We also learned that compromise in a writing partnership is vital, as is open communication. If something wasn’t working, we talked it out until we were both satisfied.
Suzanne: I think the difference in our personalities is really important. Loretta is far more organized than I am. I’m very eager to delete things and make changes on the fly and things like that. Loretta kept the book safe from me, in a lot of ways. I mean that. She guarded the narrative especially through the editing process. I mean, I would have taken the whole thing to France and made the Can-Can girls if someone said it might work… because I’m flighty and chaotic. But Loretta has been the champion of the integrity of that process from the start. And I adore her for it.
Ideal: At what point in the process did you meet in person?
Loretta: We met one week after publication! The meeting took place in a small indie bookshop in the Village in NYC. I brought sunflowers. We were nervous–what would it be like? But then we went out to lunch together and just talked. It was an exciting time.
Suzanne: I remember asking Loretta if we might feel some kind of way, you know, because we are Suzy and Loretta, not Glory and Rita. We were both convinced this wouldn’t be an issue. And it wasn’t an issue! Because there is so much Glory in my personality (the flighty, dramatic one), and a lot of Rita in Loretta (the pragmatic, value-driven one). It was a meeting of the minds.
Ideal: How did you choose the time period? Had you done research into the WWII era previously, or did you research as you went, uncovering ideas for your characters along the way? Or did you have a sense of the time period already from grandparent stories?
Suzanne: I chose WWII because Loretta and I had already done a lot of research when she was helping me with the 1940’s scenes in my first Palmieri book, The Witch of Little Italy. We’d shared our passion for the era many times, so it seemed like the most likely place to be. Besides, who doesn’t want to be able to travel back in time? 🙂
I’m not a historian but I am a full time history teacher. Also I think, more than the history teacher angle…I’m just a really curious person. I never liked school, and didn’t do well until I figured it out (MUCH LATER ON) but that curiosity is so alive in me and that’s why I’m a teacher.
Loretta: I’ve always been a history buff, and my father is an amateur/expert in military history. Our research was immersive and intense, but I did have a general knowledge of the major battles and popular culture of the time.
Unfortunately, my grandparents died when I was relatively young, but I had an “adopted” grandmother who lived across the street. She moved to Iowa during the war to live with her husband’s family while he was overseas. Later, I learned he was in the same battalion as Sal. Her daughter gave me his battalion shield when the book was published, which meant a great deal to me.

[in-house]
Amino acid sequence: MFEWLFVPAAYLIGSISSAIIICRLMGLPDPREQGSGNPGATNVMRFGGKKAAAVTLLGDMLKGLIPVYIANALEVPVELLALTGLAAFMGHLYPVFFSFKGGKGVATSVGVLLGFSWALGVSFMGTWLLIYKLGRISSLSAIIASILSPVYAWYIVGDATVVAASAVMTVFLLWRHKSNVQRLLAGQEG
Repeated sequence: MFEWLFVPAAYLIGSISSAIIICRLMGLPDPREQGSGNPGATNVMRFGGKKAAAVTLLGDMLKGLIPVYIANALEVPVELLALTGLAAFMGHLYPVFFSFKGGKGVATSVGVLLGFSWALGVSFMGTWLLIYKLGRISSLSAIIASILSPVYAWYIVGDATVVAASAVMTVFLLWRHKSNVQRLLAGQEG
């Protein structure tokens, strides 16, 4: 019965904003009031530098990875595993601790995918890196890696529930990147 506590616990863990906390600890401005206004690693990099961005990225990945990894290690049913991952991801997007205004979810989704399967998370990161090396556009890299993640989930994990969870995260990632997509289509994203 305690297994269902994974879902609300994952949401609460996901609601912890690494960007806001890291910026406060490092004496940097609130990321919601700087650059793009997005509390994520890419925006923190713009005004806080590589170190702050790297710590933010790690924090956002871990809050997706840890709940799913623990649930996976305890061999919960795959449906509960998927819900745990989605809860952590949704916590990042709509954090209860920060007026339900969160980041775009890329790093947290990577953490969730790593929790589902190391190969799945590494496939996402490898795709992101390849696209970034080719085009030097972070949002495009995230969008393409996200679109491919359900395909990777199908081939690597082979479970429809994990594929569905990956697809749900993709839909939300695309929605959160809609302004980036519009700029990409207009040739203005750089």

Ideal: Wow I just got chills! That’s pretty amazing. Did you consciously put elements of your neighbor into Rita, or did she just show up?
Loretta: No. I don’t know where Rita came from. She’s not me, and she’s not anyone I’ve ever met. It was strange how that happened! I felt like I understood her, though, and, as a mother, I could definitely relate to her worries. I tried to imagine if my sons were sent overseas, with no Skyping or Facebook or any way to know whether they were alive or dead. It was very sobering to imagine, to say the least.
Ideal: And I love that Rita was exactly the friend Glory most needed in her life (and vice versa). These characters felt so real to me. How autobiographical is your writing? Do you infuse elements of your life and personality or of those you know?
Suzanne: Oh my. YES. I’m probably the most dangerous writer that way (like, you’ll end up in a book… that kind of danger!). I have been asked to write a memoir, (because of the crazy pants life I’ve led so far) and I said, “Read all the books. They are the best you will get!”
No matter if I’m writing as Hayes or Palmieri, my characters are always lost. They always have the story arc of finding their way to themselves through themselves. They always need a home. Orphaned in one way or another. They are strong, but that can be a weakness. I find that no matter who I write about, or how I write, or when it takes place, or if it has magic or not…I can somehow connect with readers because of my obsession with inner thought and atmosphere and truth. Honesty is the most important thing, when writing.
Ideal: what was your favorite part of working on this book?
Loretta: I’ve been writing my entire life, and I expect to be writing for many years in the future, but I have never had (and probably will never have) a writing experience like I’ll Be Seeing You. Sometimes, a book feels like it is writing itself, and you’re really just a typist – that’s how I felt with this. Almost as if Suzy and I were transcribing these stories. I love these characters so much–they felt real to me, and still do.
My favorite part of the whole process was writing the final letter. It wasn’t part of the original draft, and when our editor, Erika Imranyi at Mira, suggested it would be nice closure, I procrastinated until I couldn’t anymore. Finally, I sat down to write it, and it came out of me in an emotional rush. I’ll never forget it. I cried when I read over what I’d typed. I almost couldn’t believe I’d written it.
Ideal: Is there anything else we haven’t covered that you’d like to share with listeners?
Suzanne: One very important thing: The tomato soup cake is delicious. Really. 🙂
Loretta: We are so grateful for the reception this book has gotten, particularly from people who actually lived through that era. I always hold my breath when approached by someone who lived through the war after they’ve read our book. Luckily, they’ve all said we got it right. For someone who writes historical fiction, that makes my heart burst.